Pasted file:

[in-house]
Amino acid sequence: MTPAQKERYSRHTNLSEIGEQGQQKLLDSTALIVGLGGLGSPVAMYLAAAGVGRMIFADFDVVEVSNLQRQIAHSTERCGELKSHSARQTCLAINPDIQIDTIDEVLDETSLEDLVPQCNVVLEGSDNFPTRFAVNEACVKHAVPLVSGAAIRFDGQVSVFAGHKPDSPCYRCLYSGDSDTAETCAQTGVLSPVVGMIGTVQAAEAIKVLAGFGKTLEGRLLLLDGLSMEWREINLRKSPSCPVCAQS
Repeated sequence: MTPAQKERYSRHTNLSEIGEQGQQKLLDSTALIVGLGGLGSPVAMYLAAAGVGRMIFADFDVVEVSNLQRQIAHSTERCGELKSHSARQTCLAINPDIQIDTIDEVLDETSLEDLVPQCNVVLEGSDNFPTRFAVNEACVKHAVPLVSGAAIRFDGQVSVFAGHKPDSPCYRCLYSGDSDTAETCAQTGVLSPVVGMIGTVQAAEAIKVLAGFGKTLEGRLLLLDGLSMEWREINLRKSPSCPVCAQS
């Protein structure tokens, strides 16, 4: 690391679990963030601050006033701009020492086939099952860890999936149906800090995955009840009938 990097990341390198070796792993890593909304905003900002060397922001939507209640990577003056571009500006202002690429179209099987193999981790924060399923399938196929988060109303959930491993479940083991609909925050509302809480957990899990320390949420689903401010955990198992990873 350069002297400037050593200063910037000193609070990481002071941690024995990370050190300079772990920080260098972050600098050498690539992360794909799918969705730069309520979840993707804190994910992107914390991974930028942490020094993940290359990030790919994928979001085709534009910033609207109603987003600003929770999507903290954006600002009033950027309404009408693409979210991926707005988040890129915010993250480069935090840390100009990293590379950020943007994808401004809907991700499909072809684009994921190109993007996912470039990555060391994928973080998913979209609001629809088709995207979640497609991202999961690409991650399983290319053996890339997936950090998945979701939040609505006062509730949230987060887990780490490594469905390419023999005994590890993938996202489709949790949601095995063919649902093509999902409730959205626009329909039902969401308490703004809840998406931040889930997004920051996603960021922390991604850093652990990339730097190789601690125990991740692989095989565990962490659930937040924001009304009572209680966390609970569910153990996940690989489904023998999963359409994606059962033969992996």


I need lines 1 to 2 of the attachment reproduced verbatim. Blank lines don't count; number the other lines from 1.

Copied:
[in-house]
Amino acid sequence: MTPAQKERYSRHTNLSEIGEQGQQKLLDSTALIVGLGGLGSPVAMYLAAAGVGRMIFADFDVVEVSNLQRQIAHSTERCGELKSHSARQTCLAINPDIQIDTIDEVLDETSLEDLVPQCNVVLEGSDNFPTRFAVNEACVKHAVPLVSGAAIRFDGQVSVFAGHKPDSPCYRCLYSGDSDTAETCAQTGVLSPVVGMIGTVQAAEAIKVLAGFGKTLEGRLLLLDGLSMEWREINLRKSPSCPVCAQS